Native Utah Navajo, Administration Support Bill to Create First Tribally Managed National Monument
WASHINGTON, D.C., January 30, 2018 | Committee Press Office (202-225-2761)
Today, the Subcommittee on Federal Lands held its second legislative hearing on H.R. 4532, the “Shash Jaa National Monument and Indian Creek National Monument Act.” Introduced by Rep. John Curtis (R-UT), the bill creates the first tribally co-managed national monument in history.
In the waning days of office, President Obama unilaterally designated the Bears Ears National Monument (BENM) against the will of Utah’s elected leaders, local stakeholders and tribes.
Despite empty promises to the contrary, the original 2016 BENM proclamation did not bestow tribal co-management, nor did it have the authority to do so. Instead, the proclamation created a token advisory role for tribes and no legal or official decision making authority.
“Unfortunately, the former Bears Ears proclamation never mentioned tribal management – just an advisory commission,” Commissioner of the San Juan County Commission and Navajo Native Rebecca Benally argued.
Department of the Interior Deputy Assistant Secretary for Land and Minerals Management Casey Hammond described the federal government’s plenary authority over federal land-use decisions, and the need for Congressional action to establish tribal co-management over a national monument.
“A key component of this legislative proposal is the enabling of tribal co-management of the Shash Jáa Monument… Congressional sanction of this distinctive and collaborative management agreement would facilitate the active participation of tribal entities in the area,” Hammond added.
H.R. 4532 establishes the Shash Jaa Tribal Management Council, made up of a minimum of four local tribal members, guaranteeing tribal input in management decisions.
“By supporting H.R. 4532 you are listening to a group that has been silenced for too long and finally allowing us a seat at the table. We all come from different backgrounds, but we want the same results. We want land that is well-managed and accessible to all people,” Benally stated.
“This bill establishes something unique in U.S. history: monument management councils that give all the teams a voice in land management—including, for the first time, the vitally important voice of the Tribes,” Attorney General of the State of Utah Sean Reyes stated.
Former Representative Jason Chaffetz (R-UT), referring to a letter from Chairman Bishop in 2013, asserted that the Utah Delegation was working for years to development a Public Lands Initiative (PLI) that incorporated input from local tribes, communities and stakeholders on how to properly manage and protect Utah’s cherished lands.
“There is a growing consensus that a more reasonable, balanced use of the public lands can be achieved in Utah. Through conversations with county and state officials, tribal leaders, conservation groups, industry, non-government organizations an, the public,” the letter stated.
“His concern was about access for local Navajos – access that is not found with a monument designation,” Chaffetz added.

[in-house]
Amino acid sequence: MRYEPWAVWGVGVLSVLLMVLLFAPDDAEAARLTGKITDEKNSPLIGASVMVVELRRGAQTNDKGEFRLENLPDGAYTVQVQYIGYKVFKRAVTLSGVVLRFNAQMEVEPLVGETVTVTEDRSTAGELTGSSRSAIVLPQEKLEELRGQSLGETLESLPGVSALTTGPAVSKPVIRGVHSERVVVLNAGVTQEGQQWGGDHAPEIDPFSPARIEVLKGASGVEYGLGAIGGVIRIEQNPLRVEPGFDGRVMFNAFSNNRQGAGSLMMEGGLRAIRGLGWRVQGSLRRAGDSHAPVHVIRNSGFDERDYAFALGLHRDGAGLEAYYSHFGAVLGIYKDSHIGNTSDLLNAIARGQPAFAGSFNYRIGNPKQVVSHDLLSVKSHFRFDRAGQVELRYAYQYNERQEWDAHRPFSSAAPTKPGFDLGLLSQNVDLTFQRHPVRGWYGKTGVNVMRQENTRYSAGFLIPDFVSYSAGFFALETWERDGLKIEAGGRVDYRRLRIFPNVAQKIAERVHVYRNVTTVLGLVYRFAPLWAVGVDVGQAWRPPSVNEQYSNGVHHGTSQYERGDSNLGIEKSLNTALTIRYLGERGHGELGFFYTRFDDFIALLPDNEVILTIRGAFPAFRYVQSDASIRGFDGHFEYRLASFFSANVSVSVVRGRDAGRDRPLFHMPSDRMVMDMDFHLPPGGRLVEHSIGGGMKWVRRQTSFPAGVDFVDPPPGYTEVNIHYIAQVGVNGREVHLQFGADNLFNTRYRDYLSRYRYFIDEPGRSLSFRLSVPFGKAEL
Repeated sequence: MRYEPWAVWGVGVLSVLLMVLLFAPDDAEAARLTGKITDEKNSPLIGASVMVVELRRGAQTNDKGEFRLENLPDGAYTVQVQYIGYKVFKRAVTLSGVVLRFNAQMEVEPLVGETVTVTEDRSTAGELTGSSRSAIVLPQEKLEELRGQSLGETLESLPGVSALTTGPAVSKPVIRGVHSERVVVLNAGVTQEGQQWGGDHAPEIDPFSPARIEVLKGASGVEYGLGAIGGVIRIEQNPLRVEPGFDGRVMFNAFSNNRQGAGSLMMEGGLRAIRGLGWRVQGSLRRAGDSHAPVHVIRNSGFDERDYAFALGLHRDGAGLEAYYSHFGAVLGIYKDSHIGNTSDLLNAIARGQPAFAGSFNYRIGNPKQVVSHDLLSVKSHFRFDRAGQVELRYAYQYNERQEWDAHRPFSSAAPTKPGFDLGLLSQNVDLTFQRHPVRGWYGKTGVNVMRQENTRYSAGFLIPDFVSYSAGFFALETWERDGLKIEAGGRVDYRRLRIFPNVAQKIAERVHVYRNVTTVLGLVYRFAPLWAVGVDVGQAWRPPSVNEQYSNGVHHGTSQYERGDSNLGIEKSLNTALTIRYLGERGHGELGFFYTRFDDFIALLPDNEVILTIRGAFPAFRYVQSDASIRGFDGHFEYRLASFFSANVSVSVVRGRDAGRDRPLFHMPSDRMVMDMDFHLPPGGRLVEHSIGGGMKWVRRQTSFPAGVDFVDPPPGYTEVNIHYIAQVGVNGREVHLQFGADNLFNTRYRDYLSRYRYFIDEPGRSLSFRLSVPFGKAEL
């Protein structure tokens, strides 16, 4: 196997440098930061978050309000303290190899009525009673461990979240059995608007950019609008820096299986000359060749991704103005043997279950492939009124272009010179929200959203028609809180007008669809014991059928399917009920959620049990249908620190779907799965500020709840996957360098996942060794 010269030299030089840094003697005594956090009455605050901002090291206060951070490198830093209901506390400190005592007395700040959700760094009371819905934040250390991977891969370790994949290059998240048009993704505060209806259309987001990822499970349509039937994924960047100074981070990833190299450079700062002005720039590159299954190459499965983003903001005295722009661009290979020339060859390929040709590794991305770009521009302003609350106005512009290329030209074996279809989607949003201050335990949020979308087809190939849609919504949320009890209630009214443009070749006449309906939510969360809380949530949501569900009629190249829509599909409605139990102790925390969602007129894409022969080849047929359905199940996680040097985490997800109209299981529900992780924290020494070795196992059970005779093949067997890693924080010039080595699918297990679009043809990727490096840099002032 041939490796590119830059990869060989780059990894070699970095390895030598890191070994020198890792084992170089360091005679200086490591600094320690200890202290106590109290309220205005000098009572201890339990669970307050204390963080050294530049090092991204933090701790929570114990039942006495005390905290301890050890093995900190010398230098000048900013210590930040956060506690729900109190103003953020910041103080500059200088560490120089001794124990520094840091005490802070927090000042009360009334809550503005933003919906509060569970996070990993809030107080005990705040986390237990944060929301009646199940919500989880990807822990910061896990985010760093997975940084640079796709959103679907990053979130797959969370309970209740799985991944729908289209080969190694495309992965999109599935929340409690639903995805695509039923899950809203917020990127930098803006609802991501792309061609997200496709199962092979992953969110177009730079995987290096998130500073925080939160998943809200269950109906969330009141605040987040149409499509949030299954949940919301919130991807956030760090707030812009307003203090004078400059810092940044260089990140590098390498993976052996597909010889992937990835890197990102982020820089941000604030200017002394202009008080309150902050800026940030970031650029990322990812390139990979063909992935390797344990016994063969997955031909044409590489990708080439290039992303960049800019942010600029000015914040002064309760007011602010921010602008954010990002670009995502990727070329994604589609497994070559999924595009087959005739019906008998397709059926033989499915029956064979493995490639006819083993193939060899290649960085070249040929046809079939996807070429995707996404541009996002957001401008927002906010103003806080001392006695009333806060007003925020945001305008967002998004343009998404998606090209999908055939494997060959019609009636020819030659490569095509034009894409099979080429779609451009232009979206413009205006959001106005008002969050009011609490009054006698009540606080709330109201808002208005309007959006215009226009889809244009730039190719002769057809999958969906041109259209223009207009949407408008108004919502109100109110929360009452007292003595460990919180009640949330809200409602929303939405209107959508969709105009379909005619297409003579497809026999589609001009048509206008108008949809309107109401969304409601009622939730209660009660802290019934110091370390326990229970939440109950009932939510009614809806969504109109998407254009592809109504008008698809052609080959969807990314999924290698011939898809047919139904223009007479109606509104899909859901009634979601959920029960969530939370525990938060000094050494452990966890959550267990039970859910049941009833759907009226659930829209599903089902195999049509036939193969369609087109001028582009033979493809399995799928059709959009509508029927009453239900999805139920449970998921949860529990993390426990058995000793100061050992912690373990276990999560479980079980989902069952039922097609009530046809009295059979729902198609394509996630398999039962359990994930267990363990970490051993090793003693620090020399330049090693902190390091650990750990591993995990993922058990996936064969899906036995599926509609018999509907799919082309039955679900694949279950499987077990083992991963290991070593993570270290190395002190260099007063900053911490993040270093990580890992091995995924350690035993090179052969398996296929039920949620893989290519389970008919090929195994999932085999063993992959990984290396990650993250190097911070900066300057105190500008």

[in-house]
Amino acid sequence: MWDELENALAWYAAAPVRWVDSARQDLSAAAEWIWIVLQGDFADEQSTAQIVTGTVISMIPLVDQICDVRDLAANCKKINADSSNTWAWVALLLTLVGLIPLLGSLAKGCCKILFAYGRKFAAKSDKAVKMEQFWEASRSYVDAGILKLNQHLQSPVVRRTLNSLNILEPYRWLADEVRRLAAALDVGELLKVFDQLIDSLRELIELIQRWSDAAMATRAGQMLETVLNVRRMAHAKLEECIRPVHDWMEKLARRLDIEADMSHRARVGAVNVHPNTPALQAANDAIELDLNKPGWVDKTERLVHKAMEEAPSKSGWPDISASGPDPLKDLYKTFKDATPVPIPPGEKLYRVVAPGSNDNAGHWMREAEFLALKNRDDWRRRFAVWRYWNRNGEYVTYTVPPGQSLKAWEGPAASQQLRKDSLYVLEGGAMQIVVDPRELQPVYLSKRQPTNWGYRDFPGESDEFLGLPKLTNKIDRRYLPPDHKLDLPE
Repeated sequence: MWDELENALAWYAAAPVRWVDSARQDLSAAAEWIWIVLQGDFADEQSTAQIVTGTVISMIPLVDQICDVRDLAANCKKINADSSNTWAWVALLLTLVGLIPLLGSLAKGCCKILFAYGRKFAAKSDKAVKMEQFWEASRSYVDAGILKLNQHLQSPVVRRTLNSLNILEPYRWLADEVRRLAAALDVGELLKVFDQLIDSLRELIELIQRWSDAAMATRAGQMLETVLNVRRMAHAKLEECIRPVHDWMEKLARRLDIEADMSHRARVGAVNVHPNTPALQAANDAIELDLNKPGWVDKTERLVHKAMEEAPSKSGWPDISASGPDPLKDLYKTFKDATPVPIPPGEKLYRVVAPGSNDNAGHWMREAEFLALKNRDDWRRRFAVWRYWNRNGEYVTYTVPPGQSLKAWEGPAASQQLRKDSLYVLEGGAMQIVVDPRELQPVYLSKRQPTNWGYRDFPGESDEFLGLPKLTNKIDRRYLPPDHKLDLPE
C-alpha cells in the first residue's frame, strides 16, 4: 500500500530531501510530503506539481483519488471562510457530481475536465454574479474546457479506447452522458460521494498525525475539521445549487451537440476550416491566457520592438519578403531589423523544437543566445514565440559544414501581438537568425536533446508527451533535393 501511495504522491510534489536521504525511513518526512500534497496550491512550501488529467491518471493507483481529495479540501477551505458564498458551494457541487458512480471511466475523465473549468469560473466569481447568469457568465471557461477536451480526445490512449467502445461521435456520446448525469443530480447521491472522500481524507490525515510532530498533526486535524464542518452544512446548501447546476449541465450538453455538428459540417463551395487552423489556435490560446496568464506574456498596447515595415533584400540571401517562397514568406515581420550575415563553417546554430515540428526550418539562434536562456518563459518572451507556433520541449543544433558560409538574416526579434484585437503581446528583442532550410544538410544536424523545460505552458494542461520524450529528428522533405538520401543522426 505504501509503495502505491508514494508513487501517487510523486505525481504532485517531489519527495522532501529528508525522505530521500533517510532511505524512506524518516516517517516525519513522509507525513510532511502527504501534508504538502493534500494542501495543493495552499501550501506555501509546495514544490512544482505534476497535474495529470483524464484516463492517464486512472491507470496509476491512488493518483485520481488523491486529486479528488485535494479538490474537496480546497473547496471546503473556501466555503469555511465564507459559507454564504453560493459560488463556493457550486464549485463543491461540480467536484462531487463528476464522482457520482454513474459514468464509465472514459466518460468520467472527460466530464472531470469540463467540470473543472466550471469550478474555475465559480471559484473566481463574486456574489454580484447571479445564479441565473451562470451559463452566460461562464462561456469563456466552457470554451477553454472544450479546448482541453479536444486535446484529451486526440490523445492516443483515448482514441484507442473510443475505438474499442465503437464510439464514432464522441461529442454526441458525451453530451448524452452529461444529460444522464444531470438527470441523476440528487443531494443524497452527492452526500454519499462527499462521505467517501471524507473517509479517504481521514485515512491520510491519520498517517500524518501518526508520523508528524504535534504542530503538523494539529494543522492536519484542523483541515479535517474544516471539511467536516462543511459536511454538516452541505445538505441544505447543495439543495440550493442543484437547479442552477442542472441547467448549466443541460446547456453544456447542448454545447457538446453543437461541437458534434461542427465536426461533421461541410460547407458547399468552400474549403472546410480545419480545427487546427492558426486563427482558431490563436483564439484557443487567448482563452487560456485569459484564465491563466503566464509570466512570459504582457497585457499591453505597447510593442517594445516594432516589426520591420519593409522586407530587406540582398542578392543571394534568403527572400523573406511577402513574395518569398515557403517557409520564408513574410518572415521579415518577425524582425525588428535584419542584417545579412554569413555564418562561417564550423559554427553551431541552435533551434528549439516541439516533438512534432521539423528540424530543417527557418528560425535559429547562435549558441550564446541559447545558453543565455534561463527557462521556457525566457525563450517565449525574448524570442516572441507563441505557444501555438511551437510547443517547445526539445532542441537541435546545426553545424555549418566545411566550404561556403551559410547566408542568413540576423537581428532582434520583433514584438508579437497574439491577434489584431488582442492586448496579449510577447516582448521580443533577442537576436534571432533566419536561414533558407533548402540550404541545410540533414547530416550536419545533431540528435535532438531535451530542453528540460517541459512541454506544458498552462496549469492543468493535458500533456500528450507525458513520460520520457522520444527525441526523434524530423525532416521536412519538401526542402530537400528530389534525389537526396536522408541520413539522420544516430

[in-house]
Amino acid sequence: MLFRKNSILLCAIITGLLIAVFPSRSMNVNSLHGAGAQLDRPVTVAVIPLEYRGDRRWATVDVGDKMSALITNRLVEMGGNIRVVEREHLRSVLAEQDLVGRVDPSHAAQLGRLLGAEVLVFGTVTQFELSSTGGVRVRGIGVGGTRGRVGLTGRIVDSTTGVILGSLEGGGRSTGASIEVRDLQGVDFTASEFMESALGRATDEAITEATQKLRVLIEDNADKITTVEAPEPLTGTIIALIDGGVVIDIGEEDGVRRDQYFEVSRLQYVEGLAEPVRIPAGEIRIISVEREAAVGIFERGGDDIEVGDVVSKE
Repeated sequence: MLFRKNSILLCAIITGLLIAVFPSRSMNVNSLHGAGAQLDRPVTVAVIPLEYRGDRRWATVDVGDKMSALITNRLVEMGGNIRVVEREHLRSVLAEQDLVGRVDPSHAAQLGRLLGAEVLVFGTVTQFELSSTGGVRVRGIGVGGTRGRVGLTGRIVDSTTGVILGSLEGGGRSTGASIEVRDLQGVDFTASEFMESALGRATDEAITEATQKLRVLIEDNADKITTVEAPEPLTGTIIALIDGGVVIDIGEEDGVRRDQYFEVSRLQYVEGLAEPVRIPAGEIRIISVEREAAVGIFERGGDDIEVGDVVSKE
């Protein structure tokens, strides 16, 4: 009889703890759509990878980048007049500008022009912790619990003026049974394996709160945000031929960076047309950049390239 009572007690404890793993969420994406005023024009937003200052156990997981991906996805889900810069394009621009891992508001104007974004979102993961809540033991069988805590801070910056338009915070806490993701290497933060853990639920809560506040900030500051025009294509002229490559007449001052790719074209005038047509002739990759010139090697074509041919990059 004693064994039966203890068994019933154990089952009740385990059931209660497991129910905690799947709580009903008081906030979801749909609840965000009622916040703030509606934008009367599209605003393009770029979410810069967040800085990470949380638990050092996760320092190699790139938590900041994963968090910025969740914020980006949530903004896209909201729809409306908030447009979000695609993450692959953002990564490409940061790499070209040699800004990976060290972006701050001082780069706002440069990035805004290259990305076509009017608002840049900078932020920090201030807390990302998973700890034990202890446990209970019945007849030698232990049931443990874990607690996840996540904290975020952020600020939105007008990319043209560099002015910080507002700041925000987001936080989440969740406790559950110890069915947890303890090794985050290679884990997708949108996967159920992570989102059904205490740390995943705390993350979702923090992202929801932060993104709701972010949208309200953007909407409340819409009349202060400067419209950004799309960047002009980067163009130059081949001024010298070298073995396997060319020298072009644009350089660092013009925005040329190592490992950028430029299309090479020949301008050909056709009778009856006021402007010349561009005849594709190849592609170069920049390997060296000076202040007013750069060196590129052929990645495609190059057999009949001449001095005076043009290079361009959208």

“The well-known disagreements that bring us together today never have been about whether these specific lands should be protected; they have been about how best to accomplish that goal. H.R. 4532 is a sensible and responsible answer to that question. Congress should pass it with all deliberate speed,” Reyes stated.
Chairman Rob Bishop (R-UT), signifying the alleged reason for a monument designation under the Antiquities Act is to increase protections for objects of antiquities in the area, asked Chaffetz how many people were added to protect the area under Obama’s proclamation. “Zero,” Chaffetz responded.
Bishop further asked if Curtis’ legislation would authorize more protection than under the Obama proclamation. “A lot more protection,” Chaffetz added.
The bill also establishes the first-of-its-kind Archaeological Resources Protection Unit, a statutory assignment of additional law enforcement personnel, and additional federal dollars, for the exclusive protection of antiquities within monument boundaries.
Click here to view full witness testimony.
President Trump signed an Executive Order in April 2017, requiring a review of recent monument designations to determine whether they were consistent with the “original objectives” of the Antiquities Act. The review asserted, among other conclusions, that BENM’s size was not the "smallest area compatible" with care of the objects requiring protection, as required under the Act, and that tribes did not have an "adequate role" in managing the monument.
On December 4, 2017, President Trump signed a proclamation to protect identified antiquities in the region with the creation of two new separate, more targeted monuments: the Shash Jáa National Monument and Indian Creek National Monument. H.R. 4532 codifies those actions and prevents future administrations from arbitrarily modifying the monument boundaries.
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